|Shinzo Abe, Japan's prime minister, in the Diet, the lower house of parliament, Tokyo, Nov 20, 2013
The share of Japanese households with no financial assets
are at the highest since at least 1963, despite the policy of Abenomics, that
was launched earlier this year by Shinzo Abe, Japan's new prime minister,
with a 3-arrow targeting: a massive fiscal stimulus, more aggressive monetary
easing from the Bank of Japan, and structural reforms to boost Japan's
Abe is seeking to end a decade and a half of
deflation and while prices have risen because of rising energy costs, regular
wages excluding overtime and bonuses fell 0.3% in September from a year earlier
- - a 16th straight drop.
The Nikkei, Japan's business newspaper, reported
that the Bank of Japan's Survey of Household Finances for 2013 shows that the average
balance of assets held by households of at least two family members and
excluding deposits and savings for everyday spending, fell slightly compared
with last year despite a weaker yen and a jump in share prices.
The survey found that 31% of households with two or more family members do not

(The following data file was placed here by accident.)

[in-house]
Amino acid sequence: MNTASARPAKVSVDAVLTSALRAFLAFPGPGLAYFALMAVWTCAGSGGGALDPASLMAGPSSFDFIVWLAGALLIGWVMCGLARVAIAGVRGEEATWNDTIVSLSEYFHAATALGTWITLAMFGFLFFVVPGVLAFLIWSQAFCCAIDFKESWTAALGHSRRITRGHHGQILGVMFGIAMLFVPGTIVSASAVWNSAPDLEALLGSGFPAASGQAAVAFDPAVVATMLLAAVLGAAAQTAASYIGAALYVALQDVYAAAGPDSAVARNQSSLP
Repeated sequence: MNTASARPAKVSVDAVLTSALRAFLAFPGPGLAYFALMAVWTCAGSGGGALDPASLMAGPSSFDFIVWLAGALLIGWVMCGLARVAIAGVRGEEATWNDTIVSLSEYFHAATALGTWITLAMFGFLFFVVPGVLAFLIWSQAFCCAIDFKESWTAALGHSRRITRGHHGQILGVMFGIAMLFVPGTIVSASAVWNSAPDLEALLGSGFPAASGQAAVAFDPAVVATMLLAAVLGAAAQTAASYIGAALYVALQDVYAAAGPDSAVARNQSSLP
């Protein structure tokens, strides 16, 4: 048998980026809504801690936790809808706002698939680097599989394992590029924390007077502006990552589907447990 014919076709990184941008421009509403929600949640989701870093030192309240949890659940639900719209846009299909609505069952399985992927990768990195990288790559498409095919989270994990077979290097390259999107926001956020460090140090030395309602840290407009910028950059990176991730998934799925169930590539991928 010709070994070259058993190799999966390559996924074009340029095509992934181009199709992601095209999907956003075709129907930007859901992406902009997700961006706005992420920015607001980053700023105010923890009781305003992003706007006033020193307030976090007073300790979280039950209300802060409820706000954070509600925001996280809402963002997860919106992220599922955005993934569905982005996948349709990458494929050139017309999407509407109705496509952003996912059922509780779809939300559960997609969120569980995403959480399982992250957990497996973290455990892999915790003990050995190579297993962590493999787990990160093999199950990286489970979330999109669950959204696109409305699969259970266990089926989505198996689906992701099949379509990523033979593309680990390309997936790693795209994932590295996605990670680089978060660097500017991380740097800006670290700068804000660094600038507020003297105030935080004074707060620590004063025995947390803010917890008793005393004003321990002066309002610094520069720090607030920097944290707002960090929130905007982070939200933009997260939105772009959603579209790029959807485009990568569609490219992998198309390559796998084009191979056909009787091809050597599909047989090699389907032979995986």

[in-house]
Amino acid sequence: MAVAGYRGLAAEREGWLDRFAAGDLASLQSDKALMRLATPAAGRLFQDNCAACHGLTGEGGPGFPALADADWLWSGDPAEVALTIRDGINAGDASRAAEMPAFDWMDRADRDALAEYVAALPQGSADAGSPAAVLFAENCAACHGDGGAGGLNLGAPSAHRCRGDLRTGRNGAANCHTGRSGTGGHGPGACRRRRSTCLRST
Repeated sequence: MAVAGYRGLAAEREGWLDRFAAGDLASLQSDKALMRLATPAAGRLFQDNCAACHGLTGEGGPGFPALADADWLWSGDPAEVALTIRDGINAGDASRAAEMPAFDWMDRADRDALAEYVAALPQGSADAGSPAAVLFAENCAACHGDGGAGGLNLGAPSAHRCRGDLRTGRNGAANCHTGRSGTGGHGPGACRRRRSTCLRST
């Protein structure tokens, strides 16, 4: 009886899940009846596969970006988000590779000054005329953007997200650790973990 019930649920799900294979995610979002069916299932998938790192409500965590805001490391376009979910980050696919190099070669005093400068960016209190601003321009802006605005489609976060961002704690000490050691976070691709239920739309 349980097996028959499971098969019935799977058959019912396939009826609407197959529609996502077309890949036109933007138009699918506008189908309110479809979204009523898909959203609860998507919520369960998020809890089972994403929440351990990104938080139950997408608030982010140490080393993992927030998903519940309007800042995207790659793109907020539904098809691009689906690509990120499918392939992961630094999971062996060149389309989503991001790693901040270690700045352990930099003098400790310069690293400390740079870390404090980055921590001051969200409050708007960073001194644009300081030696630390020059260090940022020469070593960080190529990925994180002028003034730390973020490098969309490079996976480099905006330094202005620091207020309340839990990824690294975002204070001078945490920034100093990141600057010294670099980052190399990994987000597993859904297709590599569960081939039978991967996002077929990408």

own financial assets, up 5 percentage points from the previous year. The ratio
is the highest since the BOJ began releasing the data in 1963. The ratio of
single-person households with no financial assets also rose to 37.2% from 33.8%
recorded in 2012.
The Nikkei said that when the ratio of zero-asset households hit 28.6% in 2011, a record high at that
time, it was thought that the result reflected a delay in the survey period. The
survey normally takes place in the June-July period, when summer bonuses are
paid, but in 2011, it was pushed back to the October-November period due to the
Great East Japan Earthquake of March that year. In 2012, the survey period
returned to normal, and the ratio of households without financial assets fell to
Nearly 40% of survey respondents said the balance of their financial assets
decreased because their regular incomes had fallen. Nondiscretionary spending,
such as children's education costs and life events like wedding ceremonies, were
also cited as a reason for a decline in financial assets by 33% of all the
respondents, up sharply from 26.2% recorded in 2012.
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